"Silicon Valley" - it's easy to forget this area's role as California's first premium wine production region - the Santa Clara Valley. Native Americans named it "the Valley of the Heart's Delight." French and Italian immigrants who settled here during the Gold Rush era recognized the rich soils and Mediterranean climate as the perfect New World home for their European grape varietals. And so it begins...

The history of winemaking and viticulture in the Santa Clara Valley goes back to the 18th Century. From the discovery of native "Vitis Californica" grapes growing wild and the first plantings of Mission grapes at the Santa Clara Mission in 1798, through boom years and depression, phylloxera and prohibition, the region has some of the richest tradition of anywhere in the country.

There are more than several of our wineries, still in operation, that have celebrated or will soon celebrate their 100th year anniversary of producing and selling wine. 

Our oldest winery is Morgan Hill Cellars which celebrated their 100-year anniversary in 2013, after being owned by three consecutive Italian families:  the Colombano’s, the Pedrizzetti’s and now, the Sampognaro’s. The winery was founded in 1913 by Camillo Colombano, an Italian immigrant, after he smuggled Barbera rootstock hidden inside his boots with the purpose of starting a vineyard. When Camillo retired in 1945, he sold his winery to John Pedrizzetti, also an Italian immigrant and a local farmer who renamed it Pedrizzetti Winery. And then in 2006, when the Pedrizzetti family was ready to retire, they sold the winery to Mike and Maryclaire Sampognaro, the current owners.

The history of Ross Vineyards and Winery dates back to 1915 when Joseph and Josephine Coffe, French immigrants, purchased a 300-acre ranch in the Paradise Valley region of Morgan Hill, along Llagas Creek, which is now Chesbro Reservoir. On this ranch, Joseph Coffe planted 40 acres of wine grapes for winemaking at his successful business, “The Wine Depot” in downtown San Jose. It was their grandson, Alphonse Jr., Pauchon, who persuaded the new owners of the ranch, Judy and Jerry Ross, to replant grapevines in 1999. All of the original ranch buildings and farming equipment are still there on the ranch. Wine tasting takes place in the old barn held together by square nails and with the original horse tack hanging from the rafters.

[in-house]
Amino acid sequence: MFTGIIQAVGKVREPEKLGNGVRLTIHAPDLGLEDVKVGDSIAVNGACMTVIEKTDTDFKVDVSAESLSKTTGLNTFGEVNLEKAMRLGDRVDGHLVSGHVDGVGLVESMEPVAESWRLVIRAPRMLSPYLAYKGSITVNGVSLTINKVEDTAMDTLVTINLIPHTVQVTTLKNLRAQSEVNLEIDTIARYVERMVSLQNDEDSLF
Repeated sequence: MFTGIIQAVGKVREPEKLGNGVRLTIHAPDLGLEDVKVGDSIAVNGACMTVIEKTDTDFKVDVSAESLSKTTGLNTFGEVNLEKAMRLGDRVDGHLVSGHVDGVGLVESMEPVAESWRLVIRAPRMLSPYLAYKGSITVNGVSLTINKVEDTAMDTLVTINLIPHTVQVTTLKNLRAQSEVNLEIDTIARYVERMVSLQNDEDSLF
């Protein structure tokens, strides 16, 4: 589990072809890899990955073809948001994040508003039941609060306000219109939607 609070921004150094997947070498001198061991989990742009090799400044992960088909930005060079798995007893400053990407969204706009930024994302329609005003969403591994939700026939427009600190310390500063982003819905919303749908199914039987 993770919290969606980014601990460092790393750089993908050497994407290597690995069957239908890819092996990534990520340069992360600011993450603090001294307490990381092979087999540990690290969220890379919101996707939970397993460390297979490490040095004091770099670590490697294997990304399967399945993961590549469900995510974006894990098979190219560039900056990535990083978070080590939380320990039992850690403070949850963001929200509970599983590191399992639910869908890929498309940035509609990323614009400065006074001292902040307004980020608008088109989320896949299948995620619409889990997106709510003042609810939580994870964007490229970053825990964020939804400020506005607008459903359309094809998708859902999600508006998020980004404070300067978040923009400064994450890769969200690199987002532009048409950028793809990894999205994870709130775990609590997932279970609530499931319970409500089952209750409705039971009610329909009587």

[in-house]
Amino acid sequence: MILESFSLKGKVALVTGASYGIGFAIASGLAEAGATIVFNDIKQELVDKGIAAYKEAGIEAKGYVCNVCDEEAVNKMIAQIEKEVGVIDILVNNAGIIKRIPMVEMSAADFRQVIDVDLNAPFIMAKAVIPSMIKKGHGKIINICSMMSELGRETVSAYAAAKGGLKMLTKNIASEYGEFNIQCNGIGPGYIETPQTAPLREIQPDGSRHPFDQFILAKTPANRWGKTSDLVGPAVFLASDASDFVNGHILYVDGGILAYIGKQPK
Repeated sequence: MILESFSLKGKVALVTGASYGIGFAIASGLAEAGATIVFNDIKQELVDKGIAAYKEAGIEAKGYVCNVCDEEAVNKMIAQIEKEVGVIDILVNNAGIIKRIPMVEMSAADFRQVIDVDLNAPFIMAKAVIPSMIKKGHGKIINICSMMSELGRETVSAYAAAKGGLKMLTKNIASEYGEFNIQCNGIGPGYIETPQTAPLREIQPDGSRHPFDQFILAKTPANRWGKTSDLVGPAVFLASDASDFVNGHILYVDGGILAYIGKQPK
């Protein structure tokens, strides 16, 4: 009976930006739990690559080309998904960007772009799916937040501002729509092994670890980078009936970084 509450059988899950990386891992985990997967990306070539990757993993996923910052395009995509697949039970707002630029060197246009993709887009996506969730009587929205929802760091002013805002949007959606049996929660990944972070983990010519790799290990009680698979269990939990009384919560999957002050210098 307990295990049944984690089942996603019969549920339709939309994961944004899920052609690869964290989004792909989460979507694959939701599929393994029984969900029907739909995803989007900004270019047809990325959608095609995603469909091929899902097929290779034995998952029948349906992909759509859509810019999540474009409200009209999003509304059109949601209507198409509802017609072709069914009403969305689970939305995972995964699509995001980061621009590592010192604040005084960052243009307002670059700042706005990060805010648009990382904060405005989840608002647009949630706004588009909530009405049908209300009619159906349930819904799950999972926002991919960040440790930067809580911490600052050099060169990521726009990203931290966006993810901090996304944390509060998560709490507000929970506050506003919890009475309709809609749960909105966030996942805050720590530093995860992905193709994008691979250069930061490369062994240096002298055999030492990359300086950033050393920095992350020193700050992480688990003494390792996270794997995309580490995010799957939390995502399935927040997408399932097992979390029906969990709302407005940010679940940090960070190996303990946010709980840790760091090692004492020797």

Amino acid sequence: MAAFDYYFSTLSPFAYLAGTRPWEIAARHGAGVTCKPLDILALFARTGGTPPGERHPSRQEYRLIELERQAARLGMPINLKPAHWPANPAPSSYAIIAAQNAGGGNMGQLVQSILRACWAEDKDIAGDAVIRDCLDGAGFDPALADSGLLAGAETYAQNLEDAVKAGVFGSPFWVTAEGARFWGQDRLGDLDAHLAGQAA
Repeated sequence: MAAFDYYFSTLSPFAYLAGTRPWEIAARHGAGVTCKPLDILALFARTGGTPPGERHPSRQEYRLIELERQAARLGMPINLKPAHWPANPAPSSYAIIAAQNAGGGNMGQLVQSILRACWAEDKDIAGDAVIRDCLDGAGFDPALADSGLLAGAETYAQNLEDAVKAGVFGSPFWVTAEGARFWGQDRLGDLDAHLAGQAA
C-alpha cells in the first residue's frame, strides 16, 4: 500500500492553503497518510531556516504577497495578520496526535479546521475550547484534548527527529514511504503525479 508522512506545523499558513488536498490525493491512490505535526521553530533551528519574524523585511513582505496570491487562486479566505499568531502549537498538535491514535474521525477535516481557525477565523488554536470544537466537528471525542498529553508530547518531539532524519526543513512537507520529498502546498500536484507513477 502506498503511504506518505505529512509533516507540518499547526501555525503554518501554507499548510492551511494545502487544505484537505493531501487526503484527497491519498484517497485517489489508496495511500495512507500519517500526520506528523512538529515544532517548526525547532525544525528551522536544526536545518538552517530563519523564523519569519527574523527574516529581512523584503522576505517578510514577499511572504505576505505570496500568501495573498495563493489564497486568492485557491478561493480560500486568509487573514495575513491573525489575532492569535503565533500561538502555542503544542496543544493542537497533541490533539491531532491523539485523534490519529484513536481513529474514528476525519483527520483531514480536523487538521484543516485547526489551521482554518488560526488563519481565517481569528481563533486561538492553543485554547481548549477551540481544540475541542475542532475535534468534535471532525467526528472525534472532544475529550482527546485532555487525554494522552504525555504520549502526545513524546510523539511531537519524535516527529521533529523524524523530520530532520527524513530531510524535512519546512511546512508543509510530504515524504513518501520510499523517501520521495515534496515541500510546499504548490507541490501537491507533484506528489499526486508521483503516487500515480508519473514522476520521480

Kirigin Cellars was originally founded by an Italian immigrant, named Pietro Bonesio in 1916. Pietro started Uvas Winery on a piece of land called Rancho Solis in Gilroy. In 1932 Pietro turned the winery over to his three sons Louis, Victor and Charlie and the winery was renamed, Bonesio Brothers.  When the Bonesios' retired in 1976, they sold the winery to Nikola Kirigin-Chargin, a winemaker from Croatia. Nikola renamed the winery Kirigin Cellars and made high quality wine until he too, retired and sold the winery. The current owner, Dhruv Khanna, purchased the winery in 2000 and restored much of the 48 ½ acres back to its former glory. The Bonesio’s original home built in the early 1900’s and made from timber hauled from Mount Madonna, is a historical landmark, still on the property. 

After Alfonso Bertero emigrated here from Turin, Italy, he founded the Bertero Winery in 1917. Alfonso sold wine for religious purposes during Prohibition, but soon turned to bootlegging after realizing how profitable it was. Wanting to show off his new-found wealth, he built a home with crushed abalone shells on the outside walls so that it would sparkle in the sunlight.  This home is still standing next to the winery and visible from the roadside.  The winery was sold to David and Valerie Vanni in 1989 and was re-named Rancho de Solis (Solis Winery) –in reference to an 1830’s Mexican land grant, west of Gilroy.  When the Vanni’s retired, they passed the winery to their two sons, Michael and Vic.

The Guglielmo Winery holds the distinction of being the oldest, continuously operated family winery in Santa Clara Valley. Emilio and Emilia Guglielmo came to America in 1909 and after toiling and saving for 15 years they founded Emilio Guglielmo Winery. During the Prohibition years between 1920 and 1933, it was illegal to make or sell alcohol except in small quantities for home use or for religious purposes. A trap door, located beneath Emilio’s bedroom floor, led to a secret cellar which held several tanks of wine. Emilio supplied his family, the Church and even an elected official or two. The winery was passed down to Emilio’s son, George and then again, to George’s three sons: George E., Gene and Gary who own and operate the winery today.